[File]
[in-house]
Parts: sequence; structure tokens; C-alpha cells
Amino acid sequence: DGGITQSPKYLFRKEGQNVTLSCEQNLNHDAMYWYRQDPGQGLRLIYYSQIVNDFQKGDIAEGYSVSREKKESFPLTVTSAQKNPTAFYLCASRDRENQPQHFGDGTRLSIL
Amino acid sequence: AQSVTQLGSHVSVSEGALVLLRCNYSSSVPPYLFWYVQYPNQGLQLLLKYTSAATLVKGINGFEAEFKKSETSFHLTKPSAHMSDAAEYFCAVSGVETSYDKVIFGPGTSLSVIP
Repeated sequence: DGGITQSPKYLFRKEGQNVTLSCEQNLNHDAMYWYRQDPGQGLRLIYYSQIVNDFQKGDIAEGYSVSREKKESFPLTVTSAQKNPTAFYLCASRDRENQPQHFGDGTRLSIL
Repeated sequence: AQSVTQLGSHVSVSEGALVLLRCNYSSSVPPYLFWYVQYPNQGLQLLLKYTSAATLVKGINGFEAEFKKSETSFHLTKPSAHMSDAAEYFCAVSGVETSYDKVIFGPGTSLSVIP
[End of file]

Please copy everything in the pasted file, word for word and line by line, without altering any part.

[in-house]
Parts: sequence; structure tokens; C-alpha cells
Amino acid sequence: DGGITQSPKYLFRKEGQNVTLSCEQNLNHDAMYWYRQDPGQGLRLIYYSQIVNDFQKGDIAEGYSVSREKKESFPLTVTSAQKNPTAFYLCASRDRENQPQHFGDGTRLSIL
Amino acid sequence: AQSVTQLGSHVSVSEGALVLLRCNYSSSVPPYLFWYVQYPNQGLQLLLKYTSAATLVKGINGFEAEFKKSETSFHLTKPSAHMSDAAEYFCAVSGVETSYDKVIFGPGTSLSVIP
Repeated sequence: DGGITQSPKYLFRKEGQNVTLSCEQNLNHDAMYWYRQDPGQGLRLIYYSQIVNDFQKGDIAEGYSVSREKKESFPLTVTSAQKNPTAFYLCASRDRENQPQHFGDGTRLSIL
Repeated sequence: AQSVTQLGSHVSVSEGALVLLRCNYSSSVPPYLFWYVQYPNQGLQLLLKYTSAATLVKGINGFEAEFKKSETSFHLTKPSAHMSDAAEYFCAVSGVETSYDKVIFGPGTSLSVIP